Sunday, May 22, 2016

Nelson Report on Tsai Ing-wen's speech and Beijing's reaction

From the Nelson Report. Note Nelson's own remarks at the bottom...


TAIWAN/US/CHINA POLITICS...we sent out for breakfast reading Pres. Tsai Ing-wen's much anticipated Inaugural Address, and "reviews" so far are largely positive, if not from Beijing, despite Pres. Tsai's obvious effort in Xi Jinping's direction.
We solicited Loyal Reader opinions with our comment that we were surprised by her detailed discussion of "1992 consensus" issues, and wondered if that would be sufficient to placate Xi, if only for the nonce.
If you recall last year's Tsai speech at CSIS, she was asked about "1992" by former AIT official and Loyal Reader David Brown, and chose to answer via a discussion of the Taiwan Constitution and laws already passed which left many non-experts in the dark. So today, she expanded considerably.
Some Loyal Reader responses:
Comments on 1992 are same as she said in the Liberty Times interview. What is new is the paragraph that cites the Act that governs relations between the Taiwan area and the Mainland area.
EDITORS' NOTE: a Tsai associate made the same point!
She will catch hell from the dark greenies and the NPP for inclusion of "Taiwan area and Mainland area" - such are the problems of democracy!
DON ZAGORIA, NCUSFP, also caught it:
By citing the Act in the ROC Constitution that governs relations between the Taiwan area and theMainland area, Tsai istaking a big step towards accepting the ROC Constitutionas a "one China" constitution, something Ma Ying-jeou has long accepted and the DPP has not.
It also lays the groundwork for  a de facto agreement between the two sideson a "constitutional One China," something that some in the DPP have long advocated.
ANON involved USG:
"Essentially, the first test is passed - the speech met U.S. expectations; no surprises, no provocations.  I saw Bonnie Glaser quoted in the news this morning that resonated with me, essentially that the speech was vague enough to leave it up to everyone's imagination and enable the listener to choose what they want to hear.  She assumes Beijing will choose to hear the worst."
ANON close to Pres. Tsai:
I actually am a bit less pessimistic about Beijing's reaction being "choose to hear the worst."  The TAO has to be fairly hard line, but even they focused on "not a passing grade" and the issue of "Taiwan independence." I personally think Tsai stretched as far as possible without breaking the link to the "will of the Taiwanese people."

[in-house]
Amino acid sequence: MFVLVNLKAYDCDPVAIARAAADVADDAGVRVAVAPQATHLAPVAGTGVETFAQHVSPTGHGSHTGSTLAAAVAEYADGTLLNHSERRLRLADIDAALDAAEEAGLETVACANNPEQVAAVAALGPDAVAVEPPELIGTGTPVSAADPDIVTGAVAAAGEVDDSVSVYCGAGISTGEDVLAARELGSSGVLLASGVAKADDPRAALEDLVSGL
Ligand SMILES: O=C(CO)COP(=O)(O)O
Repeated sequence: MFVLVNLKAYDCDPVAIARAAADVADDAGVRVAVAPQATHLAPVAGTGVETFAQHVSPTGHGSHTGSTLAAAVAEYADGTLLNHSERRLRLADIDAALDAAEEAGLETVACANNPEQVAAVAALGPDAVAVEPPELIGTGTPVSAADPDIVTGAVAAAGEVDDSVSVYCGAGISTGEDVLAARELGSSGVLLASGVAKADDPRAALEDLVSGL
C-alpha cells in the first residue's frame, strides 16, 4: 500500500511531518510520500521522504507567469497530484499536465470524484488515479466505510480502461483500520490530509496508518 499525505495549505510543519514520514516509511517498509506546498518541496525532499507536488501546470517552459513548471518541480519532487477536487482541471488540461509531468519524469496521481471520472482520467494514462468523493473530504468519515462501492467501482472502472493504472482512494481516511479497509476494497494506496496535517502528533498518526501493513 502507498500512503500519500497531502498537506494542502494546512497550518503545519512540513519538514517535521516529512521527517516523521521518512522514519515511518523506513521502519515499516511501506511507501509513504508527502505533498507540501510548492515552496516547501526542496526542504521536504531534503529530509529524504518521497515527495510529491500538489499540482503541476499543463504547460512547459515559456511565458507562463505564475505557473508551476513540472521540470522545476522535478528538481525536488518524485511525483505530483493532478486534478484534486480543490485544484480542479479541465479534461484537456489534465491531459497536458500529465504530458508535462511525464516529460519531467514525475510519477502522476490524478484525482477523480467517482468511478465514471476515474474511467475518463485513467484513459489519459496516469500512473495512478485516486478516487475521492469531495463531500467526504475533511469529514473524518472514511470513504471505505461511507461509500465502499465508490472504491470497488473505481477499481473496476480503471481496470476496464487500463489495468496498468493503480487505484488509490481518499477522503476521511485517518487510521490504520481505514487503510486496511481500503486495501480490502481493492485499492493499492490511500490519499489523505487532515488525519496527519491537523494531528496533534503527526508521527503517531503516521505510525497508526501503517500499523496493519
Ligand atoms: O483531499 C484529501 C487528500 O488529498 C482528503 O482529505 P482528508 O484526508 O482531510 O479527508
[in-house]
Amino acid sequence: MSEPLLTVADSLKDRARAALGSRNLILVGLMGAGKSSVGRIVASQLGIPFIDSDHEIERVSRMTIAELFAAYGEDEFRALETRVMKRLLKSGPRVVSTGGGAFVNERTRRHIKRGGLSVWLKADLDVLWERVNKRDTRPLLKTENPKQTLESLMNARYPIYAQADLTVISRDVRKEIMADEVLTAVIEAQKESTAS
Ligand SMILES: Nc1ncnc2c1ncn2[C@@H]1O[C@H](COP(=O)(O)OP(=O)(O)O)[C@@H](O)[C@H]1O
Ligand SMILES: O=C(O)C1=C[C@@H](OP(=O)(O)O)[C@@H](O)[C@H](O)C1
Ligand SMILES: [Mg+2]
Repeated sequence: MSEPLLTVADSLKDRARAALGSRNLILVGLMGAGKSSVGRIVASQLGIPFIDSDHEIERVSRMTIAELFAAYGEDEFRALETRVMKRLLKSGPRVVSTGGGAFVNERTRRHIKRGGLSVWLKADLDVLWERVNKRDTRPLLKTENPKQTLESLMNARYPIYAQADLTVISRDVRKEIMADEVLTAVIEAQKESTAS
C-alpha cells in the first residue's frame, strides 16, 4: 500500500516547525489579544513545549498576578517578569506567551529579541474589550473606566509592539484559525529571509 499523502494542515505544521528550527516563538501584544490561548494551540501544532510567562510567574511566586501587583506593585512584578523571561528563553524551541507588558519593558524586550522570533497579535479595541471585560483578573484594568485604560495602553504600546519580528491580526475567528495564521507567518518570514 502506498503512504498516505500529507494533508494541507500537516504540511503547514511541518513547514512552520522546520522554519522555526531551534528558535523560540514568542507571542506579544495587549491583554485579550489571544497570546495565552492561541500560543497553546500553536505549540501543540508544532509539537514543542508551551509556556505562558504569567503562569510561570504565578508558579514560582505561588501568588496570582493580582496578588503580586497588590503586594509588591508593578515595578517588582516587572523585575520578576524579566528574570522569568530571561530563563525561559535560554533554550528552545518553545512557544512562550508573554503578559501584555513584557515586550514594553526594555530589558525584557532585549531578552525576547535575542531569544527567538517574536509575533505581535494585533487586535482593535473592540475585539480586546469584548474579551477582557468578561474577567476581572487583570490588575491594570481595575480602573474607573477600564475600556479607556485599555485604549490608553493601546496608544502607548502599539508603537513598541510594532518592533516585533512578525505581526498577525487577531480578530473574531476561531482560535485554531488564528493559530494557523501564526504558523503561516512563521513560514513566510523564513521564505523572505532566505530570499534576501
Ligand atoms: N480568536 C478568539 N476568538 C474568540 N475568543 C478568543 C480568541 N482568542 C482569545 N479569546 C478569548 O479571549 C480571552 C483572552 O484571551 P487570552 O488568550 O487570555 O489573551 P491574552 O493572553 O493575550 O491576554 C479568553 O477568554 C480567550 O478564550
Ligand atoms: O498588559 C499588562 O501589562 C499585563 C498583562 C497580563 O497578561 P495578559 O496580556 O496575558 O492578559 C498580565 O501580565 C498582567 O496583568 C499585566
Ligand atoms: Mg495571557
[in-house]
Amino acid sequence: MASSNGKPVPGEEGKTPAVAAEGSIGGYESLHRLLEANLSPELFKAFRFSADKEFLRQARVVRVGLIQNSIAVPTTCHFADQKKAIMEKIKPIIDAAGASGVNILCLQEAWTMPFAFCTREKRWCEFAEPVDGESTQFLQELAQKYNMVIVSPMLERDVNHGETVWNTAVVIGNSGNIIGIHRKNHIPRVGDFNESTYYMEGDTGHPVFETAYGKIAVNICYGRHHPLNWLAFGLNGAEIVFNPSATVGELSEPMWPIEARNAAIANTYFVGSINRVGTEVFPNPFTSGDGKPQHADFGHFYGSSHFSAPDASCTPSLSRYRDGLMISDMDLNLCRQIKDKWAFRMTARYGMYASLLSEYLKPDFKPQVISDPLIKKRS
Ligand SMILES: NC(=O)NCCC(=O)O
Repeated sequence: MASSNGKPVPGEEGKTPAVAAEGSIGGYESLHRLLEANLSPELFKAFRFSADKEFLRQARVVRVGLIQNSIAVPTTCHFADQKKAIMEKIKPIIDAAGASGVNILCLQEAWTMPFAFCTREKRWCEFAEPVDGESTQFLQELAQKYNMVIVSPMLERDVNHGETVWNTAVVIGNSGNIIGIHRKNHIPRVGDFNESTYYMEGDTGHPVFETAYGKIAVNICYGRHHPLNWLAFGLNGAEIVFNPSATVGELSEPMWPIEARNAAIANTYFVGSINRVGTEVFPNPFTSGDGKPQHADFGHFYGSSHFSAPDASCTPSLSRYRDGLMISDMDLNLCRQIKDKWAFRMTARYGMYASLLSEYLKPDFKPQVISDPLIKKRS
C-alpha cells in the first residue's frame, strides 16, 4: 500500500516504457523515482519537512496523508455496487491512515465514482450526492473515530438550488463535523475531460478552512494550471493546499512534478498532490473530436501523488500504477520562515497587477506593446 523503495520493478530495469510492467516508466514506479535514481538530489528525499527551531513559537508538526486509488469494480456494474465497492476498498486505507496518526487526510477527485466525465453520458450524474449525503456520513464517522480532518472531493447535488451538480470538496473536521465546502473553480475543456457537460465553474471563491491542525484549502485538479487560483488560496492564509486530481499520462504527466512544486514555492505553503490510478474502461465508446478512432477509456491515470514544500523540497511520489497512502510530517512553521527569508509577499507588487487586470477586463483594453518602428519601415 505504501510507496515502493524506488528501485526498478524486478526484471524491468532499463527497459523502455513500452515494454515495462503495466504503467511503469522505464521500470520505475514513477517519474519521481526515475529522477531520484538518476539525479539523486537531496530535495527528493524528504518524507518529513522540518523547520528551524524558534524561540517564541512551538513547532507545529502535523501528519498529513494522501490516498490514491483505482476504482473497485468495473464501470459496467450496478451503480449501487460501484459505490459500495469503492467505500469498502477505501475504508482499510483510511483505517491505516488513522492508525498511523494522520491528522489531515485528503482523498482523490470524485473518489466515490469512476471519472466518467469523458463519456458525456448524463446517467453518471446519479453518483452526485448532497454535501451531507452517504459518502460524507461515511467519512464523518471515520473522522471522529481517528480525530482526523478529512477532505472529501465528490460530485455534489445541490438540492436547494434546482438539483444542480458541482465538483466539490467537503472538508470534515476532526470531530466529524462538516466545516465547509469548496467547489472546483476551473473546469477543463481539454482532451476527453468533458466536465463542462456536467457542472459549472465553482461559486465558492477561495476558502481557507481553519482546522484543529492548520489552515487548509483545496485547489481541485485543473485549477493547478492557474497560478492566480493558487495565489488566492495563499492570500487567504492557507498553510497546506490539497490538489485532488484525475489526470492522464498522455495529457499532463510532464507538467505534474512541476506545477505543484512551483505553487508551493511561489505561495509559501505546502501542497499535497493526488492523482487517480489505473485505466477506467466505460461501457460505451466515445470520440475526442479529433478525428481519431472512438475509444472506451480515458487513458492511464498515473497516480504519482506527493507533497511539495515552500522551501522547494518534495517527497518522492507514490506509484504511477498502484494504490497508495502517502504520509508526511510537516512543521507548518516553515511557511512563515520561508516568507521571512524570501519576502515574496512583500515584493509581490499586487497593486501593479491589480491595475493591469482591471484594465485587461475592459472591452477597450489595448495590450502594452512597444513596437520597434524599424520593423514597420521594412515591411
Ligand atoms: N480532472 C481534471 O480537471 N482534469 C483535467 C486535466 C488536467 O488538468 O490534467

She is one smart negotiator...see her inclusion of " will conduct cross-Strait affairs in accordance with the Republic of China Constitution, the Act Governing Relations Between the People of Taiwan Area and the Mainland Area, and other relevant legislation." That moves somewhat in China's direction but obviously not enough for them. The Chinese rant re "Taiwan independence" is harsh enough, but she doesn't use that language.
Chris et al,
I assume you have all seen Beijing's response:
Tsai did not clearly recognize the "1992 consensus" nor agree to its core meaning, and she did not propose concrete ways to guarantee the stable and peaceful development of the cross-strait relationship.
"On the fundamental question of the nature of cross-strait relations that people on the two sides of the strait are most concerned about, (Tsai) adopted a murky attitude," the statement said. "This is an incomplete test paper," it said of her speech.

Clearly Xi still wants to force her to cry "uncle." Beijing could easily called it "a positive but insufficient step forward." I hope USG praises her remarks!

FRANK JANUZZI, Mansfield Foundation:

I have a slightly more optimistic take on China's "incomplete grade" evaluation. I think the "incomplete" verbiage is not a particularly hostile response to Tsai's words. In fact, Beijing is acknowledging that she has taken a step in their direction, while noting that she has not done all that Beijing wishes.  An incomplete is better than an F, but it is not as good as the P (in pass/fail) that Tsai is Simon for.   
I strongly agree that the US should praise Tsai's remarks as constructive, pragmatic, and in the interest of maintenance of peace and stability across the Strait.
My Taiwan friends seem encouraged by Beijing's "incomplete" grade, and so I wonder if we are being too swift to spot trouble.
EVANS REVERE, former State PDAS/Powell-Armitage:
I fully agree with Ralph and Don Z.  President Tsai went as far as she could in the speech and gave the PRC something that it could hang its hat on in terms of a de facto acceptance of "one China" under the ROC constitution and her positive remarks on the Act governing relations across the Strait.